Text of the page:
Why banning the defensive shift in baseball is an awful idea

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Offense has been on the decline in Major League Baseball. The average number of runs scored per game is just over four at 4.11 runs per game, down a full run since 2000 and down .70 runs since 2004, the last season before mandatory drug testing. What has been the cause? Is it the end of steroid usage? The influx of great pitching? Or, is it the increase in defensive shifts? I say all three have contributed to the offensive decline.

So what are the ramifications? Some say attendance has been lower because fewer runs are scored. Fans like big bats. Attendance is somewhat lower over the last few years, but those years reflected all-time highs. Overall ballpark attendance is still pretty strong, 2013 saw the sixth highest attendance totals ever. Others say television viewership is suffering from low-scoring games. Local ratings are still very high, 28 of the 30 teams are in the top 9 of the local prime time ratings (the two teams not, the LA Dodgers and Houston Astros, just launched new networks within this past year). But national viewership is down. The 2013 World Series was the fourth lowest ranking of all time.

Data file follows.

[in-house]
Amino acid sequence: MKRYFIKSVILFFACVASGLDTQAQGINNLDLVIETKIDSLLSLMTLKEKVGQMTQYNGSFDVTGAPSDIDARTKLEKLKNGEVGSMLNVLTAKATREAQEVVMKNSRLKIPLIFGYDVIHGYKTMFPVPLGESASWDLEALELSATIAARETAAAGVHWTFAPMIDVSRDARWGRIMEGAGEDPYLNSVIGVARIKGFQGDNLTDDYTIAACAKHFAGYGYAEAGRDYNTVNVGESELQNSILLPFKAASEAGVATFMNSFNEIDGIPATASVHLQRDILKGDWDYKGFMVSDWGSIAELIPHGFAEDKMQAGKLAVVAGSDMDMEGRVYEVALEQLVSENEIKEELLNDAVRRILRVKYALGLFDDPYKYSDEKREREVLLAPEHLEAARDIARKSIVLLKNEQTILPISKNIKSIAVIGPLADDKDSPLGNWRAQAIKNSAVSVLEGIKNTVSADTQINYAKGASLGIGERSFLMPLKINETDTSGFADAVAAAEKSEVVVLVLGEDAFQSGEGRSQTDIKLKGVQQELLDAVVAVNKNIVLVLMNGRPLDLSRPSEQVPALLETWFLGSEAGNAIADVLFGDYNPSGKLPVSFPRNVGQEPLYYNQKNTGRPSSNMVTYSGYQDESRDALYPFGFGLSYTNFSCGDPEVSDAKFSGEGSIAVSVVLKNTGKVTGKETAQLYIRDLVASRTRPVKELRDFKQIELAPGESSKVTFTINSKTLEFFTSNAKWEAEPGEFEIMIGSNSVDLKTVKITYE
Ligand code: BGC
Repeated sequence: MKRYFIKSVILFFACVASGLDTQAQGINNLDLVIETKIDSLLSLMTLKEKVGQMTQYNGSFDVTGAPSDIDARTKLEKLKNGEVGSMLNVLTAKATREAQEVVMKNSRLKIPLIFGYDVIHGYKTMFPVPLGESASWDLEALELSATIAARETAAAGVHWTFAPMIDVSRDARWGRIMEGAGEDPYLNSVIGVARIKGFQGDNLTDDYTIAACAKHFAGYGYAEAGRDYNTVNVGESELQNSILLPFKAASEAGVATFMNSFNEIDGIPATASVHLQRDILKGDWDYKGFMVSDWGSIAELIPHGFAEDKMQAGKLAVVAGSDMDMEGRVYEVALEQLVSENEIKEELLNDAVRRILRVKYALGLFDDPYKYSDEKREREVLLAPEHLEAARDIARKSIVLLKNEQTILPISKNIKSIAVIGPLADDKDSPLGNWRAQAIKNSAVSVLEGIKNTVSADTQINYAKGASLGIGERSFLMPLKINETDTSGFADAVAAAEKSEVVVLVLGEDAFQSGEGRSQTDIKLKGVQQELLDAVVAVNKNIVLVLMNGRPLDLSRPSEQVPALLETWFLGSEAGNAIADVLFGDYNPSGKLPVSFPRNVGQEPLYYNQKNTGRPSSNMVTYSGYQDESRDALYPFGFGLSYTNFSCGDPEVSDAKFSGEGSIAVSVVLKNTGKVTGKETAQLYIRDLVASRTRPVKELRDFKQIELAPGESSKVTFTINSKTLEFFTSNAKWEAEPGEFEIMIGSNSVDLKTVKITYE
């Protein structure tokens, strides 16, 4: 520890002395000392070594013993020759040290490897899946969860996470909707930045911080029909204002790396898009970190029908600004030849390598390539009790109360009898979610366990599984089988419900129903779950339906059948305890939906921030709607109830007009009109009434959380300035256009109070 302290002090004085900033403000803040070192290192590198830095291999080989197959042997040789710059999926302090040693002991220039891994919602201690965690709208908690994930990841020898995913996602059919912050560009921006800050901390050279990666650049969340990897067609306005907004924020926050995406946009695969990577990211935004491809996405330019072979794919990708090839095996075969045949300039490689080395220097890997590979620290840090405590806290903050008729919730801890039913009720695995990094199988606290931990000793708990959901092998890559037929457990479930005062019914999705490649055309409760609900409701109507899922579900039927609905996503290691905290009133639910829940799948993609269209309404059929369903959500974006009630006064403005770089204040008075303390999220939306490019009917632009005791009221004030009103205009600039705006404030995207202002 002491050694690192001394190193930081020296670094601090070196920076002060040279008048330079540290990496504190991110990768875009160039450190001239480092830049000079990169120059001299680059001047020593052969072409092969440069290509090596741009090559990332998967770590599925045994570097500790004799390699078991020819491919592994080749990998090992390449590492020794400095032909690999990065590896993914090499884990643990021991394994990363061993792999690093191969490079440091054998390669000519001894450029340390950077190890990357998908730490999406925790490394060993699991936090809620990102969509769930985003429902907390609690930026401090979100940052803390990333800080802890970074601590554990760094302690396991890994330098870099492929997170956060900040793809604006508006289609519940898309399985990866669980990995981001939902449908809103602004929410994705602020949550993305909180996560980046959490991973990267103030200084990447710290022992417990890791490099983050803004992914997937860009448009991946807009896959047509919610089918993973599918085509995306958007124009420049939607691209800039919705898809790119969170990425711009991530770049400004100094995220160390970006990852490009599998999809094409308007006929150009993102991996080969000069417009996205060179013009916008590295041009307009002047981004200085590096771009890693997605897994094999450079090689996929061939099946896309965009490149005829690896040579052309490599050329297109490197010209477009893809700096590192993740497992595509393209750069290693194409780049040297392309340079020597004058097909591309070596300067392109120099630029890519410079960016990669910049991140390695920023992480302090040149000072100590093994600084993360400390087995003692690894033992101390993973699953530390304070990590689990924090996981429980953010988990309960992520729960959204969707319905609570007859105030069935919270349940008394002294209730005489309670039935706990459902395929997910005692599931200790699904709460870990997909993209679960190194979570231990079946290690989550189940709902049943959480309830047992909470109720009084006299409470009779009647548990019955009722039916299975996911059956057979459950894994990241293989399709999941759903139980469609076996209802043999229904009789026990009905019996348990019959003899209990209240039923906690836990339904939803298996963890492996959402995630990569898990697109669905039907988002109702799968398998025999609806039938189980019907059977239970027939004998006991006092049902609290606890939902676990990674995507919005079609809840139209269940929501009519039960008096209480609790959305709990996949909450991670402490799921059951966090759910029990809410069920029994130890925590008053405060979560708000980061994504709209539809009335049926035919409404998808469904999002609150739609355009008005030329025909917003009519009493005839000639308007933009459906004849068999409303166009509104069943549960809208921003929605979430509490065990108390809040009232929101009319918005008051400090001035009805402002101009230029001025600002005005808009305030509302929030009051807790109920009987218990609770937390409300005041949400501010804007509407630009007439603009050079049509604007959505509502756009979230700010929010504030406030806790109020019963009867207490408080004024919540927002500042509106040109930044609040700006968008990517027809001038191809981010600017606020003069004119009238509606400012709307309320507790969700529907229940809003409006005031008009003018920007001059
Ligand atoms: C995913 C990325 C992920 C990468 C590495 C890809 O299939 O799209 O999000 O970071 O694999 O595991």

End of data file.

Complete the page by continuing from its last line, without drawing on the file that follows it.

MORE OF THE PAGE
Some argue the lack of offense is dragging the sport down. I happen to disagree because I think a good pitcher’s duel is just as entertaining as a big old slugfest. Brain versus brawn provides enough drama to keep the nation’s pastime relevant.

Lately there have been major rumblings about banning the defensive shifts to improve run production. On July 22nd Sports Illustrated’s and FOX Sports’ baseball analyst/writer Tom Verducci published an article quoting an anonymous hitting coach, calling for a ban on defensive shifts to drive up run production.

This is a terrible idea. Defensive shifts, while more prominent in today’s game, date back as far as 1870. It is not a new concept as many think it to be. It is a tactic that has been used against legends like Ted Williams and Babe Ruth. These shifts are just part of the game. If one of these big bats would hit a single to left consistently, the shift would be useless. There is no need to ban such shifts.

The number of shifts implemented has skyrocketed in just the last four years. In 2010 a defensive shift was used 2,465 times, a large amount, but miniscule compared to the projected number of shifts in 2014, 12,737. These shifts have been incredibly effective against dead pull hitters; most of them left handed power bats. When a shift is employed, what typically happens is all of the infielders will move towards first base. The third baseman will be where the shortstop normally is, the shortstop is now at second, and the second baseman is now playing in shallow right field. A huge gap opens down the left side of the field.

Big sluggers such as Reds outfielder Jay Bruce, Phillies first baseman Ryan Howard, Red Sox DH David Ortiz, White Sox DH Adam Dunn, and Pirates third baseman Pedro Alaverez have each struggled mightily against defensive overshifts. None of these players have a batting average higher than .250 on a ball pulled towards the first baseman.